- North Star Geography– Which can also double as earth science in some sections. I like to teach them together in 9th grade.
- Quest for the Ancient World– from Winter Promise (as are the quests below), this program immerses students in the ancient world for one school year.
- Quest for Royals & Revolution– world history from colonialism through revolutions
- Quest for the Middle Ages– from the fall of Rome to the Renaissance. Winter Promise is a great transition to more traditional schooling from the world of unit studies. There are lots of books and activities along the way.
- All American History– We used this for high school history with additional essay writing. It kept us on track with a scope and sequence. I used the second volume as our look at modern history- US Civil War and beyond.
- Exploring Government– from Notgrass. We read lessons along with essays, speeches, and primary documents to study American Government.
- Exploring Economics– also from Notgrass. This meets our economics requirement for high school.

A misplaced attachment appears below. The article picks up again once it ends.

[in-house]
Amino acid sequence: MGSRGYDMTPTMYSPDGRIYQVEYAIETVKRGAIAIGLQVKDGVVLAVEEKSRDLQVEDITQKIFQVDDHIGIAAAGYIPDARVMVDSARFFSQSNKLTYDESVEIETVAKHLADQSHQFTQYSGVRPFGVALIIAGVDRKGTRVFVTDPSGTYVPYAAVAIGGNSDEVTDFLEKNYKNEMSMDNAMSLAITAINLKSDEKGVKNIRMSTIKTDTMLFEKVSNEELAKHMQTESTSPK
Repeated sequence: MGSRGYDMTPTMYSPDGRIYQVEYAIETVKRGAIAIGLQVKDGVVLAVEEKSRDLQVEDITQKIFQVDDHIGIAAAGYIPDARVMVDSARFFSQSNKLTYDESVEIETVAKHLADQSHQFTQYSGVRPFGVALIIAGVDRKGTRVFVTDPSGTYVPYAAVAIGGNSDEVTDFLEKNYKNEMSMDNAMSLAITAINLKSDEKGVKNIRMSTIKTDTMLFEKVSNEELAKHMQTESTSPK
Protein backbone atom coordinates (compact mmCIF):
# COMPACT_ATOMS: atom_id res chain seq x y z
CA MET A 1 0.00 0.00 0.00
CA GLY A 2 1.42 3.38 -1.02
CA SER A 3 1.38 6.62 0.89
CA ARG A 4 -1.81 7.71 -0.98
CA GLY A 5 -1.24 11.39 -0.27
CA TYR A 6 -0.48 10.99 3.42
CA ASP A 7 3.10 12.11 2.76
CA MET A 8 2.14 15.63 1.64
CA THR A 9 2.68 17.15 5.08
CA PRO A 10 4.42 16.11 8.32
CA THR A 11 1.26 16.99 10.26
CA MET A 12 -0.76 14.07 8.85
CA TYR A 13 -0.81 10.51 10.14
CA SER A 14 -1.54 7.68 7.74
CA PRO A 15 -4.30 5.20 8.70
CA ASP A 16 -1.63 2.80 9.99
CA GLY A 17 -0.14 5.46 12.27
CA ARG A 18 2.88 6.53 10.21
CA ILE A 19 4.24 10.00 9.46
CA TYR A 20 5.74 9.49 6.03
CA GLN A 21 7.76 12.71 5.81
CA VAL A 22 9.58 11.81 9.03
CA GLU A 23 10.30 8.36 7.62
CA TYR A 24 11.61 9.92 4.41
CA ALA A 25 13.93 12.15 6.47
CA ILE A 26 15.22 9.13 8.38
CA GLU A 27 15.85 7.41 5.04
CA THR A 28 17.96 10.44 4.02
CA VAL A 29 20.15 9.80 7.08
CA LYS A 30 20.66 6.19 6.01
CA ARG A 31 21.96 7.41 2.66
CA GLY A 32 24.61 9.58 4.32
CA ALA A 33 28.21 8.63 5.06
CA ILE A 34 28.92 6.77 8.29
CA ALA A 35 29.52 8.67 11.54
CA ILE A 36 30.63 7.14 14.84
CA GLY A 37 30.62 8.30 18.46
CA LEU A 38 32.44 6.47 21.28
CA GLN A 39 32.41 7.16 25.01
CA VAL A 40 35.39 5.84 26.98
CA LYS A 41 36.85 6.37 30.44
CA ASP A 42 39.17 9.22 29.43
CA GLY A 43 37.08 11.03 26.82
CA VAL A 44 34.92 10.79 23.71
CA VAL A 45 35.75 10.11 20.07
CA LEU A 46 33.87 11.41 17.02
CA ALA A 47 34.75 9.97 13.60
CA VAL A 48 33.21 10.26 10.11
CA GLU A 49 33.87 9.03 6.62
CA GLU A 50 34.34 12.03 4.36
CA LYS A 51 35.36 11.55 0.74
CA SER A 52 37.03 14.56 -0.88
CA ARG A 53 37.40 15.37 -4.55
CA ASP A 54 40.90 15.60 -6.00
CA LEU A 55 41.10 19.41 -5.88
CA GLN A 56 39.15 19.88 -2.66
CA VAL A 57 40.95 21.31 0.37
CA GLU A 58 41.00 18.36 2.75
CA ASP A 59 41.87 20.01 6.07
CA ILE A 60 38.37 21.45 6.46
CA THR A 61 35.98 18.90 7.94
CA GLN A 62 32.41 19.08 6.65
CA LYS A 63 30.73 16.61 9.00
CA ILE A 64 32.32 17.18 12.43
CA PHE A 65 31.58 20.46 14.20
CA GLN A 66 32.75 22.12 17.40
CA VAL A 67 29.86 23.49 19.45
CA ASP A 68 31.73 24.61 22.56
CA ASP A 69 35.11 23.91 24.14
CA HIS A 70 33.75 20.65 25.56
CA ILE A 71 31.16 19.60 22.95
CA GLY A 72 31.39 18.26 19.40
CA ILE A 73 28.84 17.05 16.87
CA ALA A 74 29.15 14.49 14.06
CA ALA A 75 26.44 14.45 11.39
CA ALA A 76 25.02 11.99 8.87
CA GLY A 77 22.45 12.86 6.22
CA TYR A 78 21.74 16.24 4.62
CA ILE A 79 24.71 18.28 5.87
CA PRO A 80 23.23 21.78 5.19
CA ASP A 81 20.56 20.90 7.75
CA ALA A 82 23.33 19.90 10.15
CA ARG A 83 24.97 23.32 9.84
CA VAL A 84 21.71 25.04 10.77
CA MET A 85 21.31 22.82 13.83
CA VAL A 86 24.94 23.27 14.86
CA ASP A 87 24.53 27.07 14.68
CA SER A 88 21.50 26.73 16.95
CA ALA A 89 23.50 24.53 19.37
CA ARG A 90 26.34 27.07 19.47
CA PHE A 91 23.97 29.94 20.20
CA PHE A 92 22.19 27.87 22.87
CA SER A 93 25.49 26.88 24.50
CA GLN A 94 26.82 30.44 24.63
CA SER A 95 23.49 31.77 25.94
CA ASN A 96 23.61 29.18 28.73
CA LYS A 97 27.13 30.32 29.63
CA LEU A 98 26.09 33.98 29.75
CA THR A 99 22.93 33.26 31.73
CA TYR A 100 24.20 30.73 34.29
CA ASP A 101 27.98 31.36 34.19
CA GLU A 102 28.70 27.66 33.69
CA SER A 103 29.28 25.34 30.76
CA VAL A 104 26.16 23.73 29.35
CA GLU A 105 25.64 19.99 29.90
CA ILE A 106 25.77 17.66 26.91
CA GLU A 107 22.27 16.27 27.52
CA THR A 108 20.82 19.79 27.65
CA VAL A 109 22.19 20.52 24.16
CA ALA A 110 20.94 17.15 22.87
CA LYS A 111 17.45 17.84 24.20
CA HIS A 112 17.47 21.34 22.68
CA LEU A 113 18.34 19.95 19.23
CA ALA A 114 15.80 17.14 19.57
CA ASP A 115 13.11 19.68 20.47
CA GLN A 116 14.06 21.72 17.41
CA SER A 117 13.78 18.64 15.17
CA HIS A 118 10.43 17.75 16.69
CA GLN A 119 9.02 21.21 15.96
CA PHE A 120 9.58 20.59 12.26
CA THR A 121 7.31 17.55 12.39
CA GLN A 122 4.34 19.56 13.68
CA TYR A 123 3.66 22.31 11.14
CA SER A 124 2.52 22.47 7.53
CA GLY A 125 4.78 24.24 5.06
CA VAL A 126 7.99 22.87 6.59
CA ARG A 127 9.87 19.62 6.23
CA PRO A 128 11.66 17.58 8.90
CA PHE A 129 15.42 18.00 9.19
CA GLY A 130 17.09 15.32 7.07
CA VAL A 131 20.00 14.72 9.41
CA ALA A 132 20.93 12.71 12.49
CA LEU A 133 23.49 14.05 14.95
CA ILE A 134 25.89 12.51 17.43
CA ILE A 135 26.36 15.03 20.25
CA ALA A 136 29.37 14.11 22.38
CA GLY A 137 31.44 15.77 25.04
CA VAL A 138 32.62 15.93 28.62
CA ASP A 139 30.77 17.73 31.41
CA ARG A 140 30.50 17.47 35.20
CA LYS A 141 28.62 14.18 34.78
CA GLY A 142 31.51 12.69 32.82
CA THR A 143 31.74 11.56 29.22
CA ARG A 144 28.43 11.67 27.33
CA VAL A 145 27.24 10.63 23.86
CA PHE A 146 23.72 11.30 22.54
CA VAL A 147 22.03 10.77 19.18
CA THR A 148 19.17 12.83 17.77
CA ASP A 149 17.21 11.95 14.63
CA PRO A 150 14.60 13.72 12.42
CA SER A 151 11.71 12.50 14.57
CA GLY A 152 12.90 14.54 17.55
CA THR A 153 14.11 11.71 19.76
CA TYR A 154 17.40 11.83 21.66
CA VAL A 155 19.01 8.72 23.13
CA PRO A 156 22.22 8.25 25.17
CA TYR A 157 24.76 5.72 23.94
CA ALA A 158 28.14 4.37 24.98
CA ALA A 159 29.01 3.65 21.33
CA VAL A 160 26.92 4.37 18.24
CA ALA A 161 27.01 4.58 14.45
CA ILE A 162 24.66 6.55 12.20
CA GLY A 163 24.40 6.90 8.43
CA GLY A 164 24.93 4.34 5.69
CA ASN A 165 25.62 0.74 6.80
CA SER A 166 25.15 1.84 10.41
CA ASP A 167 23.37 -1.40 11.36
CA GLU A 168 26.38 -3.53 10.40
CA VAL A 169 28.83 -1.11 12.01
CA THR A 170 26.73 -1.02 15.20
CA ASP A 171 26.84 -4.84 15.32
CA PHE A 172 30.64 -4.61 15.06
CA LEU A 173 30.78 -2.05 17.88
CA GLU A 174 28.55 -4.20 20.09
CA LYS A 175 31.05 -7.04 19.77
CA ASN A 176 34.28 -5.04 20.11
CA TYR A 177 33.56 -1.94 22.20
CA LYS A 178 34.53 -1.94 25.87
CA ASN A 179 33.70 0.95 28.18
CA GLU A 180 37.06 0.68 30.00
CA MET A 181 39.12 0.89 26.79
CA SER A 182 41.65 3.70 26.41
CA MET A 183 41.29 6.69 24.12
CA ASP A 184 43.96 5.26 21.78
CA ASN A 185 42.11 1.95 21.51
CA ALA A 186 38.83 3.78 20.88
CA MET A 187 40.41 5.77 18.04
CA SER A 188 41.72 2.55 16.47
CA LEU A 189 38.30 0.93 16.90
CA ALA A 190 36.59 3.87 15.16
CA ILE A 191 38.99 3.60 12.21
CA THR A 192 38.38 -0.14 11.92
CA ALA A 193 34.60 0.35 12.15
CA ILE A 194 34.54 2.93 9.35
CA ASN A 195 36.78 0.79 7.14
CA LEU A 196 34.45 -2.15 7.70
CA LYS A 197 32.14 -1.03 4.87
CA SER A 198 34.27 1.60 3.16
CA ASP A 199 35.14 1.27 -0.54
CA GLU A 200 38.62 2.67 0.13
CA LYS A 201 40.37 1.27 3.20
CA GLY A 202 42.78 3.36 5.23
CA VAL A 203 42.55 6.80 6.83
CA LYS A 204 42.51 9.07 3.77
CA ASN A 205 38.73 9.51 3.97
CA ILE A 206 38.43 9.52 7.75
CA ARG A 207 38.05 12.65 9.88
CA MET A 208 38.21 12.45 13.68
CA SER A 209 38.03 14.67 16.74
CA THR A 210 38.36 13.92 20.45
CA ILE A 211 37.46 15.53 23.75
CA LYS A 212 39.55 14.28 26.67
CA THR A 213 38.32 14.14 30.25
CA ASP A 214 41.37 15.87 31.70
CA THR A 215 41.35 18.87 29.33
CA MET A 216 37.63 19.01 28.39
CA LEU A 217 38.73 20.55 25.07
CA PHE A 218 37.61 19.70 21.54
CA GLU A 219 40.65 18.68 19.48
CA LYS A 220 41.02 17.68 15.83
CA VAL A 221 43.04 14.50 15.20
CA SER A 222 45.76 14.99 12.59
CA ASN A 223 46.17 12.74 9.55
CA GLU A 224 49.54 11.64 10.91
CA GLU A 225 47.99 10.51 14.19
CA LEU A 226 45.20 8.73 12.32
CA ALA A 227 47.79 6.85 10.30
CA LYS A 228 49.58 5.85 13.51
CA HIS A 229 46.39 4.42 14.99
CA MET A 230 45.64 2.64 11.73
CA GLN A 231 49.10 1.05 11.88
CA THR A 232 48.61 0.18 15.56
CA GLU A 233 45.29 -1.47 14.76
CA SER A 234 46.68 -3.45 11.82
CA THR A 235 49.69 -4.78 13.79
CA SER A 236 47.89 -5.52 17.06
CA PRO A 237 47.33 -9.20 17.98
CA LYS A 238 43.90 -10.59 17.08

We depart from the conventional with science because that is our background professionally. We have a lot of fun and follow this sequence: earth science, biology, chemistry, and physics.
- CK-12 An open source online text with resources which is free.
- Living Books– We supplement our science courses with good books which fit the course and content.
- Oak Meadow– for chemistry, we also used the text book and syllabus from Oak Meadow.
- Crash Course– a You Tube channel hosted by a witty (though sometimes mouthy) guy. We love his talks!
- Nature Study– We have all kinds of resources for nature study and natural history. It fits neatly into all sorts of science topics.
We are only required one year of a language. We are recommended to take two years and we check with the colleges our teens are interested in for specific language requirements.